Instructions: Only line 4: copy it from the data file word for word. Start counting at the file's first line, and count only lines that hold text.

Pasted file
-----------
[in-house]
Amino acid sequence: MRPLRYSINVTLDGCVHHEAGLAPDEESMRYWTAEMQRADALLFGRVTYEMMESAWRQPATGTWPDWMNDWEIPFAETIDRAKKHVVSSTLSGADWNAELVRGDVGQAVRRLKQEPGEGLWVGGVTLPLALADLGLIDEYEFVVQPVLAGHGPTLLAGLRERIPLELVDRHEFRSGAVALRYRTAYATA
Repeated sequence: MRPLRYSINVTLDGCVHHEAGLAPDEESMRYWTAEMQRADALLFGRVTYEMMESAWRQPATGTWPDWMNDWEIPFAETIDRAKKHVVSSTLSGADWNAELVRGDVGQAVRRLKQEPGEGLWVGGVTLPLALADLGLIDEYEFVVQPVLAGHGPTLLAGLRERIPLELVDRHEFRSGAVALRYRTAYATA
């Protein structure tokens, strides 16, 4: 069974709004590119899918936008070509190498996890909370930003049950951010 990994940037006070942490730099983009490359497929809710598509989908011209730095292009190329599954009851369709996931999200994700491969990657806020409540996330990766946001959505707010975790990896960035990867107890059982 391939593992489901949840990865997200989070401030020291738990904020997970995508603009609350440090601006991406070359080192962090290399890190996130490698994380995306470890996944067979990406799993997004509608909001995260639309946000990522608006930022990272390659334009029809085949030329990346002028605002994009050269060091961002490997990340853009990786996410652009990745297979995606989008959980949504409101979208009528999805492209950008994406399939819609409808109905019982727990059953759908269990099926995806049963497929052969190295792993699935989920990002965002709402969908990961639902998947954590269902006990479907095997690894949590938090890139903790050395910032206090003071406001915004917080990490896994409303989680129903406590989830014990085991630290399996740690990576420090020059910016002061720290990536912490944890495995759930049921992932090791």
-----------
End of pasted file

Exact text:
């Protein structure tokens, strides 16, 4: 069974709004590119899918936008070509190498996890909370930003049950951010 990994940037006070942490730099983009490359497929809710598509989908011209730095292009190329599954009851369709996931999200994700491969990657806020409540996330990766946001959505707010975790990896960035990867107890059982 391939593992489901949840990865997200989070401030020291738990904020997970995508603009609350440090601006991406070359080192962090290399890190996130490698994380995306470890996944067979990406799993997004509608909001995260639309946000990522608006930022990272390659334009029809085949030329990346002028605002994009050269060091961002490997990340853009990786996410652009990745297979995606989008959980949504409101979208009528999805492209950008994406399939819609409808109905019982727990059953759908269990099926995806049963497929052969190295792993699935989920990002965002709402969908990961639902998947954590269902006990479907095997690894949590938090890139903790050395910032206090003071406001915004917080990490896994409303989680129903406590989830014990085991630290399996740690990576420090020059910016002061720290990536912490944890495995759930049921992932090791």